At that sad hour shall D'Arcy lend his aid,
And raise with friendship's arm thy drooping head.

This fragrant wreath, the Muses' meed,
That bloom'd those vocal shades among,
Where never flatt'ry dar'd to tread,
Or interest's servile throng;

Receive, thou favor'd son, at my command,
And keep with sacred care, for D'Arcy's brow:
Tell him, 'twas wove by my immortal hand,
I breath'd on every flower a purer glow;
Say, for thy sake, I send the gift divine
To him, who calls thee his, yet makes thee mine."

* Andrew Marvell, born at Kingston-upon-Hull in the year 1620.

† See The Rehearsal Transposed, and an account of the effect of that satire, in the Biographia Britannica, art. Marvell.


THE midnight clock has toll'd; and hark, the bell Of death beats slow! heard ye the note profound? It pauses now; and now, with rising knell,

Flings to the hollow gale its sullen sound. Yes, **** is dead. Attend the strain,

Daughters of Albion! Ye that, light as air, So oft have tript in her fantastic train,

With hearts as gay, and faces half as fair: For she was fair beyond your brightest bloom; (This envy owns, since now her bloom is filed ;) Fair as the forms, that, wove in fancy's loom,

Float in light vision round the poet's head. Whene'er with soft serenity she smil'd,

Or caught the orient blush of quick surprise, How sweetly mutable, how brightly wild,

The liquid lustre darted from her eyes! Each look, each motion, wak'd a new-born grace, That o'er her form its transient glory cast: Some lovelier wonder soon usurp'd the place, Chas'd by a charm still lovelier than the last. That bell again! it tells us what she is:

On what she was, no more the strain prolong : Luxuriant fancy, pause: an hour like this Demands the tribute of a serious song,

Maria claims it from that sable bier,

Know, ye were form'd to range yon azure field,
In yon ethereal founts of bliss to lave:
Force then, secure in Faith's protecting shield,
Is this the bigot's rant? Away, ye vain,
The sting from Death, the vict'ry from the Grave

Your hopes, your fears, in doubt, in dullness steep
Go, soothe your souls in sickness, grief, or pain,
With the sad solace of eternal sleep.
Yet will I praise you, triflers as ye are,

More than those preachers of your fav'rite creed Who proudly swell the brazen throat of war, Who form the phalanx, bid the battle bleed; Nor wish for more: who conquer, but to die. Hear, Folly, hear, and triumph in the tale: Like you, they reason; not, like you, enjoy

The breeze of bliss, that fills your silken sail : On Pleasure's glitt'ring stream ye gaily steer

Your little course to cold oblivion's shore: They dare the storm, and, through th' inclement year Stem the rough surge, and brave the torrent's roar. Is it for glory? that just Fate denies.

Long must the warrior moulder in his shroud, Ere from her trump the heav'n-breath'd accents rise That lift the hero from the fighting crowd. Is it his grasp of empire to extend?

To curb the fury of insulting foes? Ambition, cease: the idle contest end: "Tis but a kingdom thou canst win or lose.

Where cold and wan the slumberer rests her head; And why must murder'd myriads lose their all,

In still small whispers to reflection's ear,

She breathes the solemn dictates of the dead. Oh catch the awful notes, and lift them loud;

Proclaim the theme, by sage, by fool rever'd: Hear it, ye young, ye vain, ye great, ye proud!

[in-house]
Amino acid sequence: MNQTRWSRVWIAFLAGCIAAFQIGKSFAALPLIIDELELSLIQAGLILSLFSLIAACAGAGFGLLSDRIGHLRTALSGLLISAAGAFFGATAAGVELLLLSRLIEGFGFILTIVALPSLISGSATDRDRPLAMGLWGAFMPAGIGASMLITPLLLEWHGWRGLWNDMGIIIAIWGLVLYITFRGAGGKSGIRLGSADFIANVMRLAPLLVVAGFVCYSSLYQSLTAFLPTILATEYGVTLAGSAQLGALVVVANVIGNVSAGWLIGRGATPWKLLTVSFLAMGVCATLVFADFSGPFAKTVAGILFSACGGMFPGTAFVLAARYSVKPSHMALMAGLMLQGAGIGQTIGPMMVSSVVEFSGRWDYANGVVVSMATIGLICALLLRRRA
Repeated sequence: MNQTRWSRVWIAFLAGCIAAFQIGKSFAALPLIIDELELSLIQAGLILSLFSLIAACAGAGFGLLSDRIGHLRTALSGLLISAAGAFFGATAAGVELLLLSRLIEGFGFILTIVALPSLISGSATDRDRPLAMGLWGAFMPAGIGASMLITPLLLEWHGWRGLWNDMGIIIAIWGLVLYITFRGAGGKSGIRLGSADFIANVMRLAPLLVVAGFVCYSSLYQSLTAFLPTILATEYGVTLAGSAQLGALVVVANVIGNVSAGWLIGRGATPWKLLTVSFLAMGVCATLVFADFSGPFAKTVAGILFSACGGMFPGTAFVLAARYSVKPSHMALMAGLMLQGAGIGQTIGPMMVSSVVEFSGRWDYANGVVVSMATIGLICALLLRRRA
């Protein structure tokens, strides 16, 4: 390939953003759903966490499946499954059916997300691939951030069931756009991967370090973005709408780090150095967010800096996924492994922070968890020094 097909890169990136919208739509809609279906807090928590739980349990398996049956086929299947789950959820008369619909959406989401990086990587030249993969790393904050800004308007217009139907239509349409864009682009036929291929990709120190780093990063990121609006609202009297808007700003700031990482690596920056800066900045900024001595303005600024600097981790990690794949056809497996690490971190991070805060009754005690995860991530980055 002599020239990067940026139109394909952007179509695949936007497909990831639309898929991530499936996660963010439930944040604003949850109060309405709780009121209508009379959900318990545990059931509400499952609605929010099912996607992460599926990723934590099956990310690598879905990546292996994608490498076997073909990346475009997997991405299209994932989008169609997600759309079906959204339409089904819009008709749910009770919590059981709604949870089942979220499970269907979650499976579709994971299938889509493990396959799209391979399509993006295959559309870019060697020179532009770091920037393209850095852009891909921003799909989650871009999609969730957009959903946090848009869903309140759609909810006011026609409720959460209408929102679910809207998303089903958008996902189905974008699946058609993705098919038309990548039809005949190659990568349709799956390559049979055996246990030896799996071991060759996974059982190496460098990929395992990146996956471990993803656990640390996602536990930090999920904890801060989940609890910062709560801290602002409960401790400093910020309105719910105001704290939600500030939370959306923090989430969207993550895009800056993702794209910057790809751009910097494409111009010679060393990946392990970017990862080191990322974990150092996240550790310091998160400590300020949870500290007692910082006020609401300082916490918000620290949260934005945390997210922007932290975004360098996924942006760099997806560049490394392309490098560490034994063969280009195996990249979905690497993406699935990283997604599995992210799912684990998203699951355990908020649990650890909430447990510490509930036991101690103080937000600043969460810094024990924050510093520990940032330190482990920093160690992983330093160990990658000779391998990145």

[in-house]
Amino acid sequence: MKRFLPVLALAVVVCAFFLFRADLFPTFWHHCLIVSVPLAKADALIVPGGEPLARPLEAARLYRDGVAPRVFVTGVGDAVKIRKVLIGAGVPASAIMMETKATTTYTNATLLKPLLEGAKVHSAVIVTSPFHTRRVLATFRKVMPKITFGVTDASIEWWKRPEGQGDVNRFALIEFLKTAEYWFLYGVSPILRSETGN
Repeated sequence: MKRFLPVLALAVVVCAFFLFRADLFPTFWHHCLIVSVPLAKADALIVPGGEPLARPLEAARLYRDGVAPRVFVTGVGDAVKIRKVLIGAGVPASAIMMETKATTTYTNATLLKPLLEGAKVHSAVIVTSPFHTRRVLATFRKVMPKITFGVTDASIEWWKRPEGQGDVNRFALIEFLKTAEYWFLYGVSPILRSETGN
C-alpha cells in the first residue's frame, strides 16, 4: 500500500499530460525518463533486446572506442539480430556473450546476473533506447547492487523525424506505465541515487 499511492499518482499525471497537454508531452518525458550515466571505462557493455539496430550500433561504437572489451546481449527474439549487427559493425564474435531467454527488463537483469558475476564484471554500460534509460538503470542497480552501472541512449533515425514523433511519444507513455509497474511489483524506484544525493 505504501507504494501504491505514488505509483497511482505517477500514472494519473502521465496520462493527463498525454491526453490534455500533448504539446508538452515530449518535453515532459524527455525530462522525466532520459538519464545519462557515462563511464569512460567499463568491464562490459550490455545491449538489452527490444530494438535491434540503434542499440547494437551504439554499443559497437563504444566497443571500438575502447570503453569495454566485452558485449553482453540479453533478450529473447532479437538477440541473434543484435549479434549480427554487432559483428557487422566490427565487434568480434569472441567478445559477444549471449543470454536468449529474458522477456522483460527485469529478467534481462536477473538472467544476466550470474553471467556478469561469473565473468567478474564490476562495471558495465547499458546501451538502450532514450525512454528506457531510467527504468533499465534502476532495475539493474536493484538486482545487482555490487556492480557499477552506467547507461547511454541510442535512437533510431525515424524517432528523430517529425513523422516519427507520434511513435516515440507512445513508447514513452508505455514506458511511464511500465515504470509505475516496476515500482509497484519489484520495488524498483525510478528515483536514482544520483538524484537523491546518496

'Tis Nature speaks, and Nature will be heard. Yes, ye shall hear, and tremble as ye hear, While, high with health, your hearts uxulting leap; Ev'n in the midst of Pleasure's mad career,

The mental monitor shall wake and weep.
For say, than ****'s propitious star,

What brighter planet on your births arose :
Or gave of Fortune's gifts an ampler share,
In life to lavish, or by death to lose!
Early to lose; while, borne on busy wing,

Ye sip the nectar of each varying bloom:
Nor fear, while basking in the beams of spring,
The wintry storm that sweeps you to the tomb.
Think of her fate! revere the heav'nly hand

That led her hence, though soon, by steps so slow: Long at her couch Death took his patient stand, And menac'd oft, and oft withheld the blow: To give reflection time, with lenient art,

Each fond delusion from her soul to steal; Teach her from folly peaceably to part,

And wean her from a world she lov'd so well. Say, are ye sure his mercy shall extend

То you so long a span? Alas, ye sigh: Make then, while yet ye may, your God, your friend, And learn with equal ease to sleep or die! Nor think the Muse, whose sober vice ye hear, Contracts with bigot frown her sullen brow; Casts round Religion's orb the mists of fear,

Or shades with horrors, what with smiles should glow.

No; she would warm you with seraphic fire,
Heirs as ye are of Heav'n's eternal day;
Would bid you boldly to that Heav'n aspire,
Not sink and slumber in your cells of clay.

(If life be all,) why desolation lower, With famish'd frown, on this affrighted ball,

That thou may'st flame the meteor of an hour? Go wiser ye, that flutter life away,

Crown with the mantling juice the goblet high; Weave the light dance, with festive freedom gay, Yet know, vain sceptics, know, th' Almighty mind, And live your moment, since the next ye die.

Who breath'd on man a portion of his fire,
Bade his free soul, by earth nor time confin'd
To Heav'n, to immortality aspire.

Nor shall the pile of hope, his mercy rear'd,
By vain philosophy be e'er destroy'd :
Eternity, by all or wish'd or fear'd,
Shall be by all or suffer'd or enjoy'd.



TAKE, holy earth! all that my soul holds dear: Take that best gift which Heav'n so lately gave To Bristol's fount I bore with trembling care

Her faded form; she bow'd to taste the wave, And died. Does youth, does beauty, read the line? Does sympathetic fear their breasts alarm? Speak, dead Maria! breathe a strain divine: Ev'n from the grave thou shalt have power to


Bid them be chaste, be innocent, like thee;
Bid them in duty's sphere as meekly move;
And if so fair, from vanity as free;

As firm in friendship, and as fond in love.
Tell them, though 'tis an awful thing to die,
("Twas ev'n to thee) yet the dread path once trod
Heav'n lifts its everlasting portals high,

And bids "the pure in heart behold their God."